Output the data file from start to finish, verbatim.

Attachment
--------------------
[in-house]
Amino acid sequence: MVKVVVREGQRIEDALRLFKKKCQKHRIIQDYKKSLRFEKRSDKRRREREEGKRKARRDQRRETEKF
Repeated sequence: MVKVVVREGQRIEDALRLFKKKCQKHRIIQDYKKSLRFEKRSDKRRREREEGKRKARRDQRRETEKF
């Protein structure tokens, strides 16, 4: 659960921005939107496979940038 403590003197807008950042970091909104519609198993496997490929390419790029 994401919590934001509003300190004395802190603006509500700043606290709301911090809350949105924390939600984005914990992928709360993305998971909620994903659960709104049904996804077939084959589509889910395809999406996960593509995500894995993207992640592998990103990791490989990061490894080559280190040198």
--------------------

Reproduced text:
[in-house]
Amino acid sequence: MVKVVVREGQRIEDALRLFKKKCQKHRIIQDYKKSLRFEKRSDKRRREREEGKRKARRDQRRETEKF
Repeated sequence: MVKVVVREGQRIEDALRLFKKKCQKHRIIQDYKKSLRFEKRSDKRRREREEGKRKARRDQRRETEKF
């Protein structure tokens, strides 16, 4: 659960921005939107496979940038 403590003197807008950042970091909104519609198993496997490929390419790029 994401919590934001509003300190004395802190603006509500700043606290709301911090809350949105924390939600984005914990992928709360993305998971909620994903659960709104049904996804077939084959589509889910395809999406996960593509995500894995993207992640592998990103990791490989990061490894080559280190040198």